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26 May 2015 09:33
Could a prostate cancer breakthrough be in the offing?
A "ground-breaking" study could offer fresh hope for patients with advanced prostate cancer.
Scientists have likened the discovery to the cancer's "Rosetta stone". This is because an Anglo-American team cracked the disease's genetic code.
It means 90% of patients may be treated soon through tailor-made medications targeting particular gene faults, boosting their survival chances.
Who will it help most?
Scientists believe their results will particularly help patients who stop responding to current treatments.
They hope sufferers with so-called metastatic cancer dispersing to their vital organs and bones will be given new treatment choices.
Travelling with peace of mind
Anyone taking a holiday while living with prostate cancer should arrange travel insurance for pre-existing medical conditions.
This assures that tourists who have got or who have recently overcome severe medical conditions can enjoy the insurance they require to travel overseas safely.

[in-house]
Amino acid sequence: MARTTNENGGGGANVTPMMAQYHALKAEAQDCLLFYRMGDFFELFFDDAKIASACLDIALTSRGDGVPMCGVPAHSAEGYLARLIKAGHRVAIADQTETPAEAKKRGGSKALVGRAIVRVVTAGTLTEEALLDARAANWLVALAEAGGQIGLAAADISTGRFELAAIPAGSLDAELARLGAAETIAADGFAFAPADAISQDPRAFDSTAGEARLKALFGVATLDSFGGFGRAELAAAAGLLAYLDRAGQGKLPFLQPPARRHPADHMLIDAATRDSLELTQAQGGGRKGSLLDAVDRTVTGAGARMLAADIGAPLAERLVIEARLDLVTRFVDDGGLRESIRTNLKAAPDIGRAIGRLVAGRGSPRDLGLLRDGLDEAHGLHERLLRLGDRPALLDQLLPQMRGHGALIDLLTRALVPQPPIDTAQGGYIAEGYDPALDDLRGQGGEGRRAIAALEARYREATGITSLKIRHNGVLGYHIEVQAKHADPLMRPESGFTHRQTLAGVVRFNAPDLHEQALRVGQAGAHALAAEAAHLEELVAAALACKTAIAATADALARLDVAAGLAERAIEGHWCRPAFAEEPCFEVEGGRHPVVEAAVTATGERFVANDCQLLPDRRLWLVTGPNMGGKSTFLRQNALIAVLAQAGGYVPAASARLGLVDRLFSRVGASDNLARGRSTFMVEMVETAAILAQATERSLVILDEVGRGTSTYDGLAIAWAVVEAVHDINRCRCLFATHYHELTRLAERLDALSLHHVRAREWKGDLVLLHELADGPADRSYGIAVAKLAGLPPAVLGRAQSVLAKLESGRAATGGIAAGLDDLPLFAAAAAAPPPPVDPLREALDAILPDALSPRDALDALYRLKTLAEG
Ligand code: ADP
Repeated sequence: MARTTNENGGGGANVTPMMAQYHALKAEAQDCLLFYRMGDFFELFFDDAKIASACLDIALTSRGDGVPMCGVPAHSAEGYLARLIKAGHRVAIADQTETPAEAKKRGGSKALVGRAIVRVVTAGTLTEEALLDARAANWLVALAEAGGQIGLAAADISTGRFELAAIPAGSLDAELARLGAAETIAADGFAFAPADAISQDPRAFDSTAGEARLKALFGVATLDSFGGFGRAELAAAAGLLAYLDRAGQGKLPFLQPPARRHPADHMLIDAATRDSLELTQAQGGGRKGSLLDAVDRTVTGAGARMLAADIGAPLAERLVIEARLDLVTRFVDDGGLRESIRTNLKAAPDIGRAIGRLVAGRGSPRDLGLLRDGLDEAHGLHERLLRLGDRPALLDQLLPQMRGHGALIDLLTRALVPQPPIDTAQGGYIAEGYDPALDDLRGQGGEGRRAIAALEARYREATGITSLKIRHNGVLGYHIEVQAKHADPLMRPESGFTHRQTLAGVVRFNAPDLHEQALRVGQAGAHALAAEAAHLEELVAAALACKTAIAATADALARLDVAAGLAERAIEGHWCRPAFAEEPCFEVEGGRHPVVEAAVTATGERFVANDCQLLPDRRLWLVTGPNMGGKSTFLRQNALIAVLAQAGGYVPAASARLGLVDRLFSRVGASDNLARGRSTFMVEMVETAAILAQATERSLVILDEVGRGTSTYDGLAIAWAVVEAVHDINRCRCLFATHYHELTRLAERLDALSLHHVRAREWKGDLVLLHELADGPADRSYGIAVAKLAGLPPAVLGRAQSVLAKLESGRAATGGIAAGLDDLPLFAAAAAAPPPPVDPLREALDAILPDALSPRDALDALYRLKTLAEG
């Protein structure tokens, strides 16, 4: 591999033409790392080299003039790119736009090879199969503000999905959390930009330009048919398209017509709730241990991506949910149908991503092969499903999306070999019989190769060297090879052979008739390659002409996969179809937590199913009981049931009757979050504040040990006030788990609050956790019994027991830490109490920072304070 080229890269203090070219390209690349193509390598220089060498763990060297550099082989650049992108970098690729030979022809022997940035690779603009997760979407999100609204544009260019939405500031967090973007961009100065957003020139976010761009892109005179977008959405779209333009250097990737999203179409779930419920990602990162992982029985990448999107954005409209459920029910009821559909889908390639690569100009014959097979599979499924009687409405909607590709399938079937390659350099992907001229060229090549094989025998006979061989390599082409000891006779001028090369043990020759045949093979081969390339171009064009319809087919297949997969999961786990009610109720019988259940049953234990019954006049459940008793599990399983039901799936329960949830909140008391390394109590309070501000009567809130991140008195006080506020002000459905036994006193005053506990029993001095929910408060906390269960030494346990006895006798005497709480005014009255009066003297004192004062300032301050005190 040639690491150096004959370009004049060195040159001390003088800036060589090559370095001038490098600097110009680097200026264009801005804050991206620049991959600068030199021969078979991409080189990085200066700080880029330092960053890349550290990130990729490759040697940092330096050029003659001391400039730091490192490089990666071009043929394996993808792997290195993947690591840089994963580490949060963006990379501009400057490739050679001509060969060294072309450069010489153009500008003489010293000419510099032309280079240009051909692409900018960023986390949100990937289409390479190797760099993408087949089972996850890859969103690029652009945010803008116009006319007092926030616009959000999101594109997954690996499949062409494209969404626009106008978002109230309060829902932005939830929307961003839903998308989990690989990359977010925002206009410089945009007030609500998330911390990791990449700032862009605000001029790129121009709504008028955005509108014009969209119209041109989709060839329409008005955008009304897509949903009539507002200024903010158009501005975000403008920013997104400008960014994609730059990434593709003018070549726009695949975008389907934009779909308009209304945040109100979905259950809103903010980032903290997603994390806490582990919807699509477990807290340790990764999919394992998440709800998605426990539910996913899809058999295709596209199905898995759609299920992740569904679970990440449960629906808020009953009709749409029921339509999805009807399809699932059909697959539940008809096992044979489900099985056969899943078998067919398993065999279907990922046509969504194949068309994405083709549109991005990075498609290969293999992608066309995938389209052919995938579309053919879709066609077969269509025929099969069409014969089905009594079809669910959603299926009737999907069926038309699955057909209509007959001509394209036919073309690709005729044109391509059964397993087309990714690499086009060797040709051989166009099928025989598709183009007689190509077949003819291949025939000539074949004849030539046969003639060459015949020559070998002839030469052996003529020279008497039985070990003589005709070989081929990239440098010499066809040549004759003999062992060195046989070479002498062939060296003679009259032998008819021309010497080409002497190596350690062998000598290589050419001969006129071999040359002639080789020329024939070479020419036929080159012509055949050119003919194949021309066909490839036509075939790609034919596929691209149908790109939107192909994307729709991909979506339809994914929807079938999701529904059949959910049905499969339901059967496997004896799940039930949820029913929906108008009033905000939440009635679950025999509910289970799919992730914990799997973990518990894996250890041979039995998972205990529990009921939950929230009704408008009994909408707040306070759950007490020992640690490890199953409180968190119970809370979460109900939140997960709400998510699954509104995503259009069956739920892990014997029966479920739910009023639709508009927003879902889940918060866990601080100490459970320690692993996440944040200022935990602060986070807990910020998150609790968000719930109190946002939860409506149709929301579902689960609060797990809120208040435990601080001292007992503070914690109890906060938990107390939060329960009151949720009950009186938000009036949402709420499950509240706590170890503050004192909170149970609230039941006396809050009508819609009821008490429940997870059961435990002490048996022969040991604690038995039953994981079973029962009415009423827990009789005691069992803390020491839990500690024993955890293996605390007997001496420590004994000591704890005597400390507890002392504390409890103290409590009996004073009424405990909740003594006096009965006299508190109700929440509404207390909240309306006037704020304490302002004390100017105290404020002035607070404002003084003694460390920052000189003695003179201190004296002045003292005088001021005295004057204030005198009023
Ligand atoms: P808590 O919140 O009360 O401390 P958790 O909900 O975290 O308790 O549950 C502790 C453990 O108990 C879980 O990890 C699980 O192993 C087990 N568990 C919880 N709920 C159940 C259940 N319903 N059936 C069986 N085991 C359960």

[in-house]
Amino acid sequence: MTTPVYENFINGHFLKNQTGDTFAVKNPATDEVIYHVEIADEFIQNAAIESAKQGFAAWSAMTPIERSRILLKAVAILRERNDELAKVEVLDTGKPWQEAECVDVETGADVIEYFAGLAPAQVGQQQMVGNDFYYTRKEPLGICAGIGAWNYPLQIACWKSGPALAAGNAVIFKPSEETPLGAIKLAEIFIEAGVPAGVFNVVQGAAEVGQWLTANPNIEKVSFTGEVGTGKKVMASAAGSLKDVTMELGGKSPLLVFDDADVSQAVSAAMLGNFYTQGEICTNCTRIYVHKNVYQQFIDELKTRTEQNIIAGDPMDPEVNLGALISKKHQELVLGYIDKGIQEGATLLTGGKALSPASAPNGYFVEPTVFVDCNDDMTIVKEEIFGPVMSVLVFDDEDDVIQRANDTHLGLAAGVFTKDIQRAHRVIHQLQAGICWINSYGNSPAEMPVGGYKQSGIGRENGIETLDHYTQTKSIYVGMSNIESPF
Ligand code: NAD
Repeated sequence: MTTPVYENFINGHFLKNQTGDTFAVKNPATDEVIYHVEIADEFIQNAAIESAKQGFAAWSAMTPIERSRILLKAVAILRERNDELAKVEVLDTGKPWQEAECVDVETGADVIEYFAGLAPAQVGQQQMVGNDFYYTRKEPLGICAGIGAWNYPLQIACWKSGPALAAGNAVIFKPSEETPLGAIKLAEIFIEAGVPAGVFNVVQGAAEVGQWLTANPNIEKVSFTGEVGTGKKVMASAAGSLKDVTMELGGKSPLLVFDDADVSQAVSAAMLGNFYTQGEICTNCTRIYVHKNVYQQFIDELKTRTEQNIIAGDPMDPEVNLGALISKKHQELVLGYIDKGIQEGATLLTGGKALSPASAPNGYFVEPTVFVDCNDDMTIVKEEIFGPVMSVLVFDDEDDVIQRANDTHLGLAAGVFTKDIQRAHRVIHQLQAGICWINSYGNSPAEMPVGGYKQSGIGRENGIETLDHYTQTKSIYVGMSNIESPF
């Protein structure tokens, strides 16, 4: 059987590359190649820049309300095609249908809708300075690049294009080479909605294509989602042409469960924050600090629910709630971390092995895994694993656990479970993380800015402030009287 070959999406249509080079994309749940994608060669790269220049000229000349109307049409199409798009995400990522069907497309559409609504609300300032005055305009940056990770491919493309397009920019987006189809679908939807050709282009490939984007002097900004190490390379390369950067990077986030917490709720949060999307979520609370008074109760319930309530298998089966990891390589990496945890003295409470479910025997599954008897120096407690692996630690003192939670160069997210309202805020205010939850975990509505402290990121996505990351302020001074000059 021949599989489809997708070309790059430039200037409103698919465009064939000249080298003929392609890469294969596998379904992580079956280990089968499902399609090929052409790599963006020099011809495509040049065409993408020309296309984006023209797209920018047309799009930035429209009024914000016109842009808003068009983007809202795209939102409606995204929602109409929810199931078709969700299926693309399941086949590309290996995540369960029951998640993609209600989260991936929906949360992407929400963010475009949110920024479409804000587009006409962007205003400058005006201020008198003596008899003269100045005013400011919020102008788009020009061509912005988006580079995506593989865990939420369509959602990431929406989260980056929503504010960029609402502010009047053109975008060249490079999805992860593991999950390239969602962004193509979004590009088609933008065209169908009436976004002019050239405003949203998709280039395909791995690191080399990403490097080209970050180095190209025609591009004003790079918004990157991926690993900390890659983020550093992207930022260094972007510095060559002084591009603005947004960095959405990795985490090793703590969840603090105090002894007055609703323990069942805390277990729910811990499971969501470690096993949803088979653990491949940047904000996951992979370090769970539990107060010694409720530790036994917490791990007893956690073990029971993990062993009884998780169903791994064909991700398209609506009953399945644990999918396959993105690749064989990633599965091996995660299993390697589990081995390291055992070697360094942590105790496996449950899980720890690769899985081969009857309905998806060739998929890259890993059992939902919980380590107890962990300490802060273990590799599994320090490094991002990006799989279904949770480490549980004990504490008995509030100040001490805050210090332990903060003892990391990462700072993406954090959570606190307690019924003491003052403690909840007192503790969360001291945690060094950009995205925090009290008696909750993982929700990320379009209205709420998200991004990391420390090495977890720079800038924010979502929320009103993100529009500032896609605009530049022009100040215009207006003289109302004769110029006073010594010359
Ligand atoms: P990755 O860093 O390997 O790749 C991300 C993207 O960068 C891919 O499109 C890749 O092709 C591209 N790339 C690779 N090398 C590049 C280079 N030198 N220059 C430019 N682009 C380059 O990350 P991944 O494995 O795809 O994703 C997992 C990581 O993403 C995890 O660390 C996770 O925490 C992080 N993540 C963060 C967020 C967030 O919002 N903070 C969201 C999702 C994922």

What the experiments found
The scientists plotted a pioneering genetic map of DNA mutations associated with various kinds of lethal prostate cancer.
They discovered that nearly nine out of 10 males whose genes they analysed carried faults which could be potentially treated.
In addition, they found that around one in 12 men (8%) were made vulnerable to the disease by being born with specific defects in their DNA.
The researchers collected vast amounts of cancerous growths which had dispersed to the livers, lymph nodes, bones and soft tissues of 150 sufferers in the advanced stages of prostate cancer.
Iain Frame, Prostate Cancer UK's research director, called the findings "ground-breaking" and "incredibly exciting".
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